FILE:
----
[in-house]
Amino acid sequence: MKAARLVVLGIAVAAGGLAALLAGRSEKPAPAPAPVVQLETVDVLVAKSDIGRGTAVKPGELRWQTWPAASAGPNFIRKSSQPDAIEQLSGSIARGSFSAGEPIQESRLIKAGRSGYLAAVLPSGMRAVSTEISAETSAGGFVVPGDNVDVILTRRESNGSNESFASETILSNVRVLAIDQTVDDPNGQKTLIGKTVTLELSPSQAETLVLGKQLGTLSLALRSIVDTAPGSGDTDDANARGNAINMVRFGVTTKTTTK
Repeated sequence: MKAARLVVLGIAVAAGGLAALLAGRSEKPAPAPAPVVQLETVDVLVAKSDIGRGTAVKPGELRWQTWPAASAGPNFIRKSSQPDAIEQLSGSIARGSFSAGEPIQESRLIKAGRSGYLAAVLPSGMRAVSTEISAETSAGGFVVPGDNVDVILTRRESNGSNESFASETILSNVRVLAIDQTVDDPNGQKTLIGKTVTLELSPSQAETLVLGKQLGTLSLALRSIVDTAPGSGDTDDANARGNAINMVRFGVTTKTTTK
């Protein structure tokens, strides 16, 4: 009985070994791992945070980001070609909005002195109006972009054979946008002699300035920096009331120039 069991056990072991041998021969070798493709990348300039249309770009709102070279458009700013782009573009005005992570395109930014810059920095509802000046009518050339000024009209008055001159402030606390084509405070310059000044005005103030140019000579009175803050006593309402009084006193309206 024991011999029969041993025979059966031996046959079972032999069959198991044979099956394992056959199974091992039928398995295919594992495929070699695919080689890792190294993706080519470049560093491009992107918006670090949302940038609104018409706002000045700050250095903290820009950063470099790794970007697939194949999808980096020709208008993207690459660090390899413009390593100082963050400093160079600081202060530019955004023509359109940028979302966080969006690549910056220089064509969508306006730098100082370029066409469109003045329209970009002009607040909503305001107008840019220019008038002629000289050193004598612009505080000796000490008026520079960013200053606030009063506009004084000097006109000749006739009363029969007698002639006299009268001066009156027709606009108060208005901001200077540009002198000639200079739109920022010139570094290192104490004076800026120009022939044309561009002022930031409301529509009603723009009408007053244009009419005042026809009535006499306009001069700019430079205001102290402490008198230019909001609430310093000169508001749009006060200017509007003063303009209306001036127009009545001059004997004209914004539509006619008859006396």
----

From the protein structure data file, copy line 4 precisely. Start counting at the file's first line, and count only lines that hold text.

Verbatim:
């Protein structure tokens, strides 16, 4: 009985070994791992945070980001070609909005002195109006972009054979946008002699300035920096009331120039 069991056990072991041998021969070798493709990348300039249309770009709102070279458009700013782009573009005005992570395109930014810059920095509802000046009518050339000024009209008055001159402030606390084509405070310059000044005005103030140019000579009175803050006593309402009084006193309206 024991011999029969041993025979059966031996046959079972032999069959198991044979099956394992056959199974091992039928398995295919594992495929070699695919080689890792190294993706080519470049560093491009992107918006670090949302940038609104018409706002000045700050250095903290820009950063470099790794970007697939194949999808980096020709208008993207690459660090390899413009390593100082963050400093160079600081202060530019955004023509359109940028979302966080969006690549910056220089064509969508306006730098100082370029066409469109003045329209970009002009607040909503305001107008840019220019008038002629000289050193004598612009505080000796000490008026520079960013200053606030009063506009004084000097006109000749006739009363029969007698002639006299009268001066009156027709606009108060208005901001200077540009002198000639200079739109920022010139570094290192104490004076800026120009022939044309561009002022930031409301529509009603723009009408007053244009009419005042026809009535006499306009001069700019430079205001102290402490008198230019909001609430310093000169508001749009006060200017509007003063303009209306001036127009009545001059004997004209914004539509006619008859006396």